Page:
In a former Catholic school in East St. Paul, a group of contemporary Somali-American artists is presenting an exhibition of new work.
St. John's High School lay vacant for years, but in 2014 Darul Uloom, a Minnesota Muslim association, purchased the building along with the neighboring church, which it now uses for daily prayer.
The school is still in disrepair, with broken windows and cabinets. But when photographer Mohamud Mumin first saw the space, he immediately saw its potential to host an art exhibition.
Over a period of weeks, Mumin and five fellow artists have converted classrooms into galleries, presenting their photographs, sculpture, videos and performance art. One painter has several large-scale abstract pieces on display on the roof.
Because the building isn't secure, the artists have to take down their work every night, and set it back up the next day.
"Doing art whenever you feel like and wherever you feel like sometimes has its price," Mumin said. "We don't need to go to the gym!"
Kaamil Haider has two looped videos in the exhibition, both on the theme of ritual and repetition. In one piece, a man does his ablutions in preparation for prayer. In another, two women go through the gestures of pounding corn, while Haider's mother sings traditional folk songs in the background.
The name of the exhibition, "Anomalous Expansion," is a reminder to the artists never to get too comfortable, Haider said, and to challenge themselves to grow in new ways. Coming together to mount their own exhibition was just such a challenge. He hopes young Somalis who attend the show will be inspired to make their own art, and will recognize that they have mentors in the community.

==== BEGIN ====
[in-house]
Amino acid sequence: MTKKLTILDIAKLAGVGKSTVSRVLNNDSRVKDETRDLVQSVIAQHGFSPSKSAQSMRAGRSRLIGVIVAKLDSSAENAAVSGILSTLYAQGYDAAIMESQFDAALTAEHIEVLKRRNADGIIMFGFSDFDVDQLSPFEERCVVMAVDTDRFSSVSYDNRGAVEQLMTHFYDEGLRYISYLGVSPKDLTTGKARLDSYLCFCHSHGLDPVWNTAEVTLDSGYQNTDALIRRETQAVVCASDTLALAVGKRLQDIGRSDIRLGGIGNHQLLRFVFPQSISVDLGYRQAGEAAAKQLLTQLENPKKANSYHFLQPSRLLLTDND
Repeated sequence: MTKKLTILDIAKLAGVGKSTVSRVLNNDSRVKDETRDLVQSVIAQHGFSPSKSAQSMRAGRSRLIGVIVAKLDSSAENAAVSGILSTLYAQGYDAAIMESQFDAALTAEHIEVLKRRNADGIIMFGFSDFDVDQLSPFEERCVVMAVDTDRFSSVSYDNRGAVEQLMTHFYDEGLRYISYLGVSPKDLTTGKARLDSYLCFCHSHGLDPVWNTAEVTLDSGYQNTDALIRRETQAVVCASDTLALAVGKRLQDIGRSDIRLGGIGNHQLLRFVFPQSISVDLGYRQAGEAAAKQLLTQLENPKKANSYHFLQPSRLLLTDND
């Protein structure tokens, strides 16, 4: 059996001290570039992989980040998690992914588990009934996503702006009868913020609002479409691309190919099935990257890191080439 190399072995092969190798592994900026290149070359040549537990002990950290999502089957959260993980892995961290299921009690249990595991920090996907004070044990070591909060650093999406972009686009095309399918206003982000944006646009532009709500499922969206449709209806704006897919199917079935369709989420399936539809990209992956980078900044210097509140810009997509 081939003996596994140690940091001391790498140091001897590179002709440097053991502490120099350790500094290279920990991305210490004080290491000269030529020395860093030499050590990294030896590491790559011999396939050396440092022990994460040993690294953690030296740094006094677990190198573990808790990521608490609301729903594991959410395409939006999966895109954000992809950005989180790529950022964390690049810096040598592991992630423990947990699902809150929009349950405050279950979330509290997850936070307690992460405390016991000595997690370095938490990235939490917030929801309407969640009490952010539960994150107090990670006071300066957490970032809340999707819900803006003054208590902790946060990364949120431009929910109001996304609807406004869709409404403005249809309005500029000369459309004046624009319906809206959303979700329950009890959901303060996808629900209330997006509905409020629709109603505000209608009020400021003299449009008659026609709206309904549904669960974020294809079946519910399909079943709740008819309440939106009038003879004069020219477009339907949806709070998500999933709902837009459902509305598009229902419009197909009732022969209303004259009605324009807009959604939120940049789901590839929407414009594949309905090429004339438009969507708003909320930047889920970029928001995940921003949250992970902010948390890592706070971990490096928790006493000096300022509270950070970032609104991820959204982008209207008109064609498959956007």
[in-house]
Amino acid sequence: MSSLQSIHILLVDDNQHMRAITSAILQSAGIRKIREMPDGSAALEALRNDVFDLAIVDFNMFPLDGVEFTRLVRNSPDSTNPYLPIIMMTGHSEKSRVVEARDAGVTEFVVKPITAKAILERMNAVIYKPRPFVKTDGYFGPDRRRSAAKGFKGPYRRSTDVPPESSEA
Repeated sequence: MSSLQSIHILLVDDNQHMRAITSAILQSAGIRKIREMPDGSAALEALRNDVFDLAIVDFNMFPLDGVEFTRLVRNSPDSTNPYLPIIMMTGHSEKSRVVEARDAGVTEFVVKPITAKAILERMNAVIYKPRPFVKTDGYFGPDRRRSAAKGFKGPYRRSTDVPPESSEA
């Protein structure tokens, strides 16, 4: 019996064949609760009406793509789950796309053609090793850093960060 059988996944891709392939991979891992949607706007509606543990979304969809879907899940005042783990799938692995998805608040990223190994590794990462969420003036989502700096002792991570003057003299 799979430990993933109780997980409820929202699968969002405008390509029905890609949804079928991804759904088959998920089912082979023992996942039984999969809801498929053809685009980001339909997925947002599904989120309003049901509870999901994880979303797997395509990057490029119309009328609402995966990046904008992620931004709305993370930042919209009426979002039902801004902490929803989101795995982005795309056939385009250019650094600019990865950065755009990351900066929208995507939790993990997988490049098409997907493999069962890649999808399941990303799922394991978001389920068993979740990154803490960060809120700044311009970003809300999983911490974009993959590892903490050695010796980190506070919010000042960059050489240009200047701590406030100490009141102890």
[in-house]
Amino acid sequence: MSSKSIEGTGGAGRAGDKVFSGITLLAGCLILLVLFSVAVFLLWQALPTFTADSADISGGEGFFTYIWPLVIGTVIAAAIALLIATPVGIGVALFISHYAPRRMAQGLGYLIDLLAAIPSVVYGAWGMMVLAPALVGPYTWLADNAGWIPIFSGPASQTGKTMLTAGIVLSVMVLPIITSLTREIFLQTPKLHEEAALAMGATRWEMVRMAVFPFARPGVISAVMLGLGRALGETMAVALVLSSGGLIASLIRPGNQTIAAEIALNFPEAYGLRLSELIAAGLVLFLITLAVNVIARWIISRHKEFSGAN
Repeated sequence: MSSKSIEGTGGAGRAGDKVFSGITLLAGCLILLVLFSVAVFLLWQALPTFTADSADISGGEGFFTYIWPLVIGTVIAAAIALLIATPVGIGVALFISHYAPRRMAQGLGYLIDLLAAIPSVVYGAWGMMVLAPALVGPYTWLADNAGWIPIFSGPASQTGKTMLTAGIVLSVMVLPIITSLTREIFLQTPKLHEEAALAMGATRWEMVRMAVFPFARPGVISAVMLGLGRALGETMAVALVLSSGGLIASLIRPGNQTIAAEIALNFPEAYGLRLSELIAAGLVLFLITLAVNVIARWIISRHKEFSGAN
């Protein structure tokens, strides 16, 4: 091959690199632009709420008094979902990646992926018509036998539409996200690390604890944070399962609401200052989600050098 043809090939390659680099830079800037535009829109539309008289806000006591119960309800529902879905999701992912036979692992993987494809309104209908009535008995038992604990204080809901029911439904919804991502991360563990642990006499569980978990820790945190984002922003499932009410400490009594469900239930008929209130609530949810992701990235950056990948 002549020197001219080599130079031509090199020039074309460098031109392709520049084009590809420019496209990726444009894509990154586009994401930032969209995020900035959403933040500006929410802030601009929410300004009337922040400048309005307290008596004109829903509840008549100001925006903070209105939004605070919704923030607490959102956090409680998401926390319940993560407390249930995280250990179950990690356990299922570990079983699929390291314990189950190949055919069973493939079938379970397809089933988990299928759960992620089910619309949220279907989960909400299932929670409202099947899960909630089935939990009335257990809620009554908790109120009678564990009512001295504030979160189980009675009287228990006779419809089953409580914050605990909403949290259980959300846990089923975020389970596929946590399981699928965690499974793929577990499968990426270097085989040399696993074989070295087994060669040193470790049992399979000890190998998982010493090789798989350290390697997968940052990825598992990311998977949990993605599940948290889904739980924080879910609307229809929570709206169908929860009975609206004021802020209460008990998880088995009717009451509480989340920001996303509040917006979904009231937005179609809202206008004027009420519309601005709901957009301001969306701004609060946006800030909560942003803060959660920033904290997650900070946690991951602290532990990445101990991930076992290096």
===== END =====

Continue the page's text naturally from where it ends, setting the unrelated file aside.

Mumin transformed a small room into a site-specific installation, working with a destroyed piano he found there. He added light projections and curtains to create a piece that underscores the building's state of transition. What was Catholic will be Muslim; what was built was broken down, and will be built up again.
"Whatever you're getting back is what you're reading off that piece — and in many ways connecting to something about you, about the world," he said. "Just allowing yourself to come into the space and feel what you feel and take whatever you take away from it."
Tricia Heuring, director and co-founder of Public Functionary, a contemporary art gallery in Minneapolis, advised Mumin and Haider as they were putting the show together. She's impressed by what the artists have accomplished with little funding or support.
"The dedication that they're showing to their practice and to having a say in contemporary art in the Twin Cities, and doing it under these difficult circumstances — it's like the message of this whole building, and the artwork holding meaning within that building," she said. "It's bigger than just the artworks that they created."
When a mosque takes over a church building, community tensions can result. Heuring said that in the case of St. John's becoming the Darul Uloom Islamic Center, these artists recognized the opportunity to create something beautiful that invites everyone in.
"Anomalous Expansion" runs through Oct. 8 at the Darul Uloom school building in East St. Paul. There will be a special reception from 5 to 8 p.m. Saturday, including tours of the exhibition and the mosque, and a panel discussion.
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